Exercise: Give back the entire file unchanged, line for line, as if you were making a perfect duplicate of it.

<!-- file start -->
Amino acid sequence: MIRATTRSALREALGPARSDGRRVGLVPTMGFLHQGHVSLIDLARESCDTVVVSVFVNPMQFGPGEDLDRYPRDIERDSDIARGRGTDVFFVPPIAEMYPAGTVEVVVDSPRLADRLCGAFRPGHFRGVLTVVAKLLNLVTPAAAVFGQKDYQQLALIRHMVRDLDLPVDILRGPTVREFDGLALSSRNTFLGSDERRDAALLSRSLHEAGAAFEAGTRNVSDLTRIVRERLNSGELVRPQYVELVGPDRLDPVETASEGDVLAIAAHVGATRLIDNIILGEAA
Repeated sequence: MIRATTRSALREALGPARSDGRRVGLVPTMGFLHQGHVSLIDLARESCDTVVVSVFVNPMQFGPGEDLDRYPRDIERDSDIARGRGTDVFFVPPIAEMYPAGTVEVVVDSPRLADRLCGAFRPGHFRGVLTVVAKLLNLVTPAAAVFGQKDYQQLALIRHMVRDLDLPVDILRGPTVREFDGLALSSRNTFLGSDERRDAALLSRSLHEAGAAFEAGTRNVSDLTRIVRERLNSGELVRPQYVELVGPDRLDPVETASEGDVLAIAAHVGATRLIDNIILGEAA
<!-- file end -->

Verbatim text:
Amino acid sequence: MIRATTRSALREALGPARSDGRRVGLVPTMGFLHQGHVSLIDLARESCDTVVVSVFVNPMQFGPGEDLDRYPRDIERDSDIARGRGTDVFFVPPIAEMYPAGTVEVVVDSPRLADRLCGAFRPGHFRGVLTVVAKLLNLVTPAAAVFGQKDYQQLALIRHMVRDLDLPVDILRGPTVREFDGLALSSRNTFLGSDERRDAALLSRSLHEAGAAFEAGTRNVSDLTRIVRERLNSGELVRPQYVELVGPDRLDPVETASEGDVLAIAAHVGATRLIDNIILGEAA
Repeated sequence: MIRATTRSALREALGPARSDGRRVGLVPTMGFLHQGHVSLIDLARESCDTVVVSVFVNPMQFGPGEDLDRYPRDIERDSDIARGRGTDVFFVPPIAEMYPAGTVEVVVDSPRLADRLCGAFRPGHFRGVLTVVAKLLNLVTPAAAVFGQKDYQQLALIRHMVRDLDLPVDILRGPTVREFDGLALSSRNTFLGSDERRDAALLSRSLHEAGAAFEAGTRNVSDLTRIVRERLNSGELVRPQYVELVGPDRLDPVETASEGDVLAIAAHVGATRLIDNIILGEAA